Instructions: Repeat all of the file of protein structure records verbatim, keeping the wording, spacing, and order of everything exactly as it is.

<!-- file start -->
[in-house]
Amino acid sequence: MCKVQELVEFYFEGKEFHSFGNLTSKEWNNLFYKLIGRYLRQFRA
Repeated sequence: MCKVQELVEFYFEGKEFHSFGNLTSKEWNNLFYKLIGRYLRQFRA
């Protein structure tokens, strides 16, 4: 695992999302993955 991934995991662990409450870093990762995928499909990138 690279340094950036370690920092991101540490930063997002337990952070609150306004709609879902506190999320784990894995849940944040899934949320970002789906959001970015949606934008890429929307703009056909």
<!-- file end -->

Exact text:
[in-house]
Amino acid sequence: MCKVQELVEFYFEGKEFHSFGNLTSKEWNNLFYKLIGRYLRQFRA
Repeated sequence: MCKVQELVEFYFEGKEFHSFGNLTSKEWNNLFYKLIGRYLRQFRA
């Protein structure tokens, strides 16, 4: 695992999302993955 991934995991662990409450870093990762995928499909990138 690279340094950036370690920092991101540490930063997002337990952070609150306004709609879902506190999320784990894995849940944040899934949320970002789906959001970015949606934008890429929307703009056909």